Upgrade T8 Fluorescent Lamps to Improve Light Quality in Classrooms

overhead fluorescent lighting in classroom

There have been several studies in the last few years documenting the positive affect of daylight on student alertness and academic performance in classrooms. Today, daylight harvesting is a major component of integrated lighting designs for newly built schools.

For existing schools, expensive remodels to bring more natural light into the classroom may not be feasible. The next best option is to upgrade existing fluorescent lighting with the goal of improving lighting quality. Optimized, non-glare illumination on student desks is certainly priority one in a quality lit classroom. However, the color characteristics of the light prove to be almost as important. Improved color rendering in particular is one way to bring some of the benefits of daylight into the learning environment.

Color rendering describes how a light source makes the color of an object appear to human eyes and how well subtle variations in color shades are revealed. Generally, high CRI bulbs deliver a broader spectrum of illumination. In a classroom, better color quality can help students see better both the material in front of them and the projects they work on. High CRI light sources combined with cooler color temperatures (eg. 4100K) is not a substitute for daylight, but moves the dial toward a quality of light that, at the very least, will improve the “feel” of the classroom for both students and teachers.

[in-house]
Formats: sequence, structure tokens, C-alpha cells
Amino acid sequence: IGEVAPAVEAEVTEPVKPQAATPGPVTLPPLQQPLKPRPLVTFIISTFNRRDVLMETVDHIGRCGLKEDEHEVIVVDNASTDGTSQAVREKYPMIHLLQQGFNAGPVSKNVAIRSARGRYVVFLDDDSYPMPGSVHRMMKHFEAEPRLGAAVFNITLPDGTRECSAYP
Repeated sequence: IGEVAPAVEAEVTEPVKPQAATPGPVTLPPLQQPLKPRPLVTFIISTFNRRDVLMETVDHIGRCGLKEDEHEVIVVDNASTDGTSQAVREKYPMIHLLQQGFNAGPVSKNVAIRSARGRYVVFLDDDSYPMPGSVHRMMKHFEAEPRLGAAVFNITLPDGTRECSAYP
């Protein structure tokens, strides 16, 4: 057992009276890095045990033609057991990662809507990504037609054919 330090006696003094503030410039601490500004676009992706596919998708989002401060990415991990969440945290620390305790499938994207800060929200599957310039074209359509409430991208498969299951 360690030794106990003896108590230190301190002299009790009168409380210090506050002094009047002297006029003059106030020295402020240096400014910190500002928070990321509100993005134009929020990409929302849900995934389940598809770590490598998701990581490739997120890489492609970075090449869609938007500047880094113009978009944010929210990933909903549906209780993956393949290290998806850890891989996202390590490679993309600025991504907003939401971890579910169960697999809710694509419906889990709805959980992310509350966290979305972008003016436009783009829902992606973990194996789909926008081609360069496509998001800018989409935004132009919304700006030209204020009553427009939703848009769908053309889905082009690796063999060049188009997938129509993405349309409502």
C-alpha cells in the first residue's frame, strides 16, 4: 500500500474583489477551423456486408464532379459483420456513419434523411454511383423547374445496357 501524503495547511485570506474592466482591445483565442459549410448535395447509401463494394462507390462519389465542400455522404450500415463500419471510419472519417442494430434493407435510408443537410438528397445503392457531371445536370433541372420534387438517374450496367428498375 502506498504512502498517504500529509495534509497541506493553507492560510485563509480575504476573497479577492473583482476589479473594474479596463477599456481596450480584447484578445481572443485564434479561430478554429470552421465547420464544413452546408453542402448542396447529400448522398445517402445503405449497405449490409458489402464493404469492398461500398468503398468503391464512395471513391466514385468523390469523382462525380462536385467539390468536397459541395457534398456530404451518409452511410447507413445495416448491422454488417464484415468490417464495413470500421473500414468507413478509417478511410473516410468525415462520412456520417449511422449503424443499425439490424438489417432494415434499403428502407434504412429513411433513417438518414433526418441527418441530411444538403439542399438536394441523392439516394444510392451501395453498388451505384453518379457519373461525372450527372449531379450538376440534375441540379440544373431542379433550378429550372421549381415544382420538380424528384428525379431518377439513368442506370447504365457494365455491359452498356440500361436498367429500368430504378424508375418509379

With the legislative-imposed phase-out of 700 series 32 watt T8 lamps, schools have an excellent opportunity not only to upgrade for better quality 800 series lamps but also to cut energy costs by at least 6% using the higher efficiency 30 watt T8 bulbs.

July 14, 2014 marks the end of the following 700 series T8 bulbs: 4-foot medium bi-pin, 2-foot U-shaped, 8-foot Slimline single pin and 8-foot high-output.

What does 700 series mean? Linear fluorescent bulb descriptions are generally written in this format: F32T8/741 (or, in some cases F32T8/SP41). The three numbers after the slash indicate color characteristics of the bulb. The first number, in this example ‘7’ (or ‘SP’) refers to a color rendering index (CRI) in the 70+ range (for reference, daylight has a CRI of 100). The second two numbers, ‘41’ mean the color temperature of the bulb is 4100 K (degrees Kelvin). If you are using T8 light bulbs that have /7 (or /SP) in the bulb designation, these are no longer being manufactured and will be unavailable as soon as inventories are gone.

Why are these bulbs going away? The efficacy of 700 series T8’s (CRI 70+) is lower than the new USDOE requirements. Only 800 (or SPX) and 900 series (CRI 80+, CRI 90+) T8 bulbs meet the energy and light quality standards.

Before you buy 32 watt T8 bulbs meeting the CRI 80+ requirements, consider getting an energy efficiency boost. Newer generation 30 watt T8 bulbs deliver almost identical lumen output to 32 watt T8 bulbs (2900 vs 2950 initial lumens) and cost about the same. You get a 6% more efficient lighting system while delivering high quality lighting to the classroom.

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Dave Burtner

Dave has been active in the lighting industry since 1994. Formerly a member of the Illuminating Engineering Society of North America and certified by the National Council On Qualifications for Lighting Professionals, Dave now writes blog posts, lighting tips and provides lighting product assistance for the Topbulb website.